Bosnian Serb Fury Over Foreign Court Staff Mandates

Republika Srpska premier Milorad Dodik slams move to extend terms of foreign judges and prosecutors as “legal violence”.

Bosnian Serb Fury Over Foreign Court Staff Mandates

Republika Srpska premier Milorad Dodik slams move to extend terms of foreign judges and prosecutors as “legal violence”.

Monday, 21 December, 2009
The top international envoy to Bosnia this week extended the mandate of foreign judges and prosecutors dealing with war crime cases at the Bosnian state court for another three years, despite strong opposition from the country's Serbs.



The High Representative for Bosnia and Hercegovina, Valentin Inzko, announced on December 14 that the mandate of nine foreign judges and six prosecutors - due to expire at the end of this year - had been extended until December 31, 2012.



Explaining his decision, Inzko told media in Sarajevo, “My logic is simply that not extending the [mandate] of the internationals in the department for war crimes could have serious consequences for the ongoing trials; would jeopardise cases; endanger the Hague tribunal’s exit strategy; and mean that the witnesses would have to repeat their painful testimony once again in front of the accused.



“This, of course, has been one of the most difficult decisions in my life, and I am aware that it will not please anyone. What I do hope is that it will give some relief to the victims of war crimes and ensure that this area which is essential for reconciliation is strengthened.”



However, Republika Srpska, RS, prime minister Milorad Dodik reacted with fury to the decision.



"The RS citizens should say whether they are willing to accept the legal violence that the High Representative is imposing on them,” Dodik told journalists in Banja Luka at a December 14 press conference.



“The RS government believes it has to prevent the arrival of foreigners such as the High Representative and calls on political representatives of Bosniaks, Croats, Serbs and others in Bosnia to terminate this long-lasting tyranny and legal violence imposed by the High Representative and other international officials.”



Bosnia’s High Representative has powers - bestowed on him by the international community after the end of Bosnia’s 1992-95 war - to impose laws that are of vital importance for the country.



Several months ago, Bosnia’s council of ministers voted in favour of a proposal to amend legislation to extend the mandate of international judges and prosecutors working in the war crimes section for three years.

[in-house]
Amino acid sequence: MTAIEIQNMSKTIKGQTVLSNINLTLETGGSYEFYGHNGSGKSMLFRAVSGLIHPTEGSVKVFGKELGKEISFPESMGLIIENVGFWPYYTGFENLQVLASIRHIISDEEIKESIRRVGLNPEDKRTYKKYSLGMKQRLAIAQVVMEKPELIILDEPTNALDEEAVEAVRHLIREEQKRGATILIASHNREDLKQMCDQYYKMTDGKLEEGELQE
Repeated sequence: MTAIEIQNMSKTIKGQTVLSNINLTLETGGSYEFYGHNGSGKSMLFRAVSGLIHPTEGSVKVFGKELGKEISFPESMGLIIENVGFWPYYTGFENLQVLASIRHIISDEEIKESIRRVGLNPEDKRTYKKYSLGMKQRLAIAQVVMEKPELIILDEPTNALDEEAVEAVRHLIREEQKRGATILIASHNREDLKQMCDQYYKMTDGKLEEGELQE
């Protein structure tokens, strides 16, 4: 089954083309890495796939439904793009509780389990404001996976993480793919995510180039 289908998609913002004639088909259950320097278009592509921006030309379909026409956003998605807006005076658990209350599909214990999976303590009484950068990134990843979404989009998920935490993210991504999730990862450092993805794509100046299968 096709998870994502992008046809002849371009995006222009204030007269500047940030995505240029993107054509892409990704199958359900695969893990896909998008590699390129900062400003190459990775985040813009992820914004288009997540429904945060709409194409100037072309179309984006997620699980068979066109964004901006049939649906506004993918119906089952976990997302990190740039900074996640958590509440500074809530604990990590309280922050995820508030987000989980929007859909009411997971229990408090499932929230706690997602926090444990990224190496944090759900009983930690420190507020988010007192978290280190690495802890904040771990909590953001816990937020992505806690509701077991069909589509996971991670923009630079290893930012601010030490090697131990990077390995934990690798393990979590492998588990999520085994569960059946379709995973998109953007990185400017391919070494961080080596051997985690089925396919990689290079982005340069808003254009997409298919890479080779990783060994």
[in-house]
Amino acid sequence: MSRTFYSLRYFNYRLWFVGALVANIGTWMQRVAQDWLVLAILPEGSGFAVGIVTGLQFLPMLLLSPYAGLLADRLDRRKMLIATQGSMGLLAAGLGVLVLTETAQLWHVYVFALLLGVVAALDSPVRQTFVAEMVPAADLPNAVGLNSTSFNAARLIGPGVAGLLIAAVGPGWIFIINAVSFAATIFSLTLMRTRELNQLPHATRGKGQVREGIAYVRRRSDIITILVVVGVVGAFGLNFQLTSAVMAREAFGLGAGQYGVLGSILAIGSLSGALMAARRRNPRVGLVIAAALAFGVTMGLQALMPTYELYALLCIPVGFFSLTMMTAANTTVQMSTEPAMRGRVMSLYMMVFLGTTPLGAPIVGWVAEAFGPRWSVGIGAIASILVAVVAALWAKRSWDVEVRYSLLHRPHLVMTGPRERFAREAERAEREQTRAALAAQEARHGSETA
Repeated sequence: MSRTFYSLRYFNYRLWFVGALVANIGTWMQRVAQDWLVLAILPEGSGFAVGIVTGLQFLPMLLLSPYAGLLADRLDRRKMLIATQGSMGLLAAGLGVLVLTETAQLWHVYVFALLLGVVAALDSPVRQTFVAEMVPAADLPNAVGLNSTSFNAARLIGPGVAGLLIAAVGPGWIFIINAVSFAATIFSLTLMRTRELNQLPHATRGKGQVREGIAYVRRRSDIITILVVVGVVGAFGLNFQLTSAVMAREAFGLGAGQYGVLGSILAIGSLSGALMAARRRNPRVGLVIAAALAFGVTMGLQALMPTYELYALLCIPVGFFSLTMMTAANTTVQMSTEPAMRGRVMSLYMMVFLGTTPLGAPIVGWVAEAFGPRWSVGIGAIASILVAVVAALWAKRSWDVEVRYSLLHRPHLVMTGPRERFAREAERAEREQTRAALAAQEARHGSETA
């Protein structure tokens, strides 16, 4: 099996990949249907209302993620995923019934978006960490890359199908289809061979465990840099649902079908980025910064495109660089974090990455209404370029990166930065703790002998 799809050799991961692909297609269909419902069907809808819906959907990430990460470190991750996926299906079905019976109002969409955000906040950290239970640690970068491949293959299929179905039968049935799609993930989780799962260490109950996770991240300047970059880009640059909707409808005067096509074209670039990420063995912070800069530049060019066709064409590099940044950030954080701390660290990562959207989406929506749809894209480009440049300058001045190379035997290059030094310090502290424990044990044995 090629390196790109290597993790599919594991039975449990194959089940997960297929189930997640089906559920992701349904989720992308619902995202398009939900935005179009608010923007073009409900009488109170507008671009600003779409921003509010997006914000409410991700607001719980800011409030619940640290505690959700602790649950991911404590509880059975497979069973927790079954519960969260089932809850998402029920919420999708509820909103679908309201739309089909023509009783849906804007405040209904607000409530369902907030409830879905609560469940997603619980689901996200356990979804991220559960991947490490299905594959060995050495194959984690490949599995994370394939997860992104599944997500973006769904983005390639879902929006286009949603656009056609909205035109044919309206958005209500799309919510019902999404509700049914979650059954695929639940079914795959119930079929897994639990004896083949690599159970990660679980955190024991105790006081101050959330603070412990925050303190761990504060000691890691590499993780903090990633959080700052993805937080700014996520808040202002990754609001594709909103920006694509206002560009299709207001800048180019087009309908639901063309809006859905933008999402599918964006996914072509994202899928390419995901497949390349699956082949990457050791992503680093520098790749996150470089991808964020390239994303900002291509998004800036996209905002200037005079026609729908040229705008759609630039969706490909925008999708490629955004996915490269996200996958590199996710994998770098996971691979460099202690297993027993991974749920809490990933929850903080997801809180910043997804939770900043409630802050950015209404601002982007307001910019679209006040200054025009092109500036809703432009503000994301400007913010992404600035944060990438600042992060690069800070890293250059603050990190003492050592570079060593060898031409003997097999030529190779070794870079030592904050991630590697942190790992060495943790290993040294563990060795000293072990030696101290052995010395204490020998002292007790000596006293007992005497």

(IWPR reported on this in August, http://www.iwpr.net/?p=tri&s=f&o=355447&apc_state=henitri200908)



However, when the proposal was submitted to the state parliament for consideration, Serb members voted against it and it was not ratified.



Many RS politicians have long opposed the extension of the mandate of foreign judges and prosecutors, arguing that the country should be left to run its own courts.



In a public statement on state TV in May 2009, Dodik said, “It is totally unacceptable that the internationals stay. That won’t happen with our support. I think that the state court and the prosecutor’s office are political institutions and not judicial.



“Internationals are controlling judicial institutions in Bosnia and the institutions are being used against Serbs and certain politicians who do not conform to them. Internationals should know that after January 1, 2010, (the original mandate deadline) will not remain in Bosnia any more.”



Following the decision this week, Dodik convened an urgent session of the RS government and threatened to hold a referendum in his entity.



However, the High Representative said he did not believe such a vote would take place.



High Representative for Foreign Affairs and Security Policy at the European Union, Catherine Ashton, and the EU Enlargement Commissioner Olli Rehn welcomed Inzko’s decision on the extension of the foreign judges and prosecutors' mandate.



In their joint statement, they said that this was "the right decision at the right moment".



The president of the Hague tribunal, Judge Patrick Robinson, also welcomed the move.



“Over the past months, the president has repeatedly called on local authorities to support these institutions by extending the mandates of international staff and securing adequate resources,” tribunal spokeswoman Nerma Jelacic told reporters in The Hague this week. “The president believes that Bosnia and Hercegovina, like any other country, has the right to comprise its courts of nationals only - but all reports indicate that the time for this is not yet right.”



Lejla Saric is an RFE reporter and IWPR contributor in Sarajevo.
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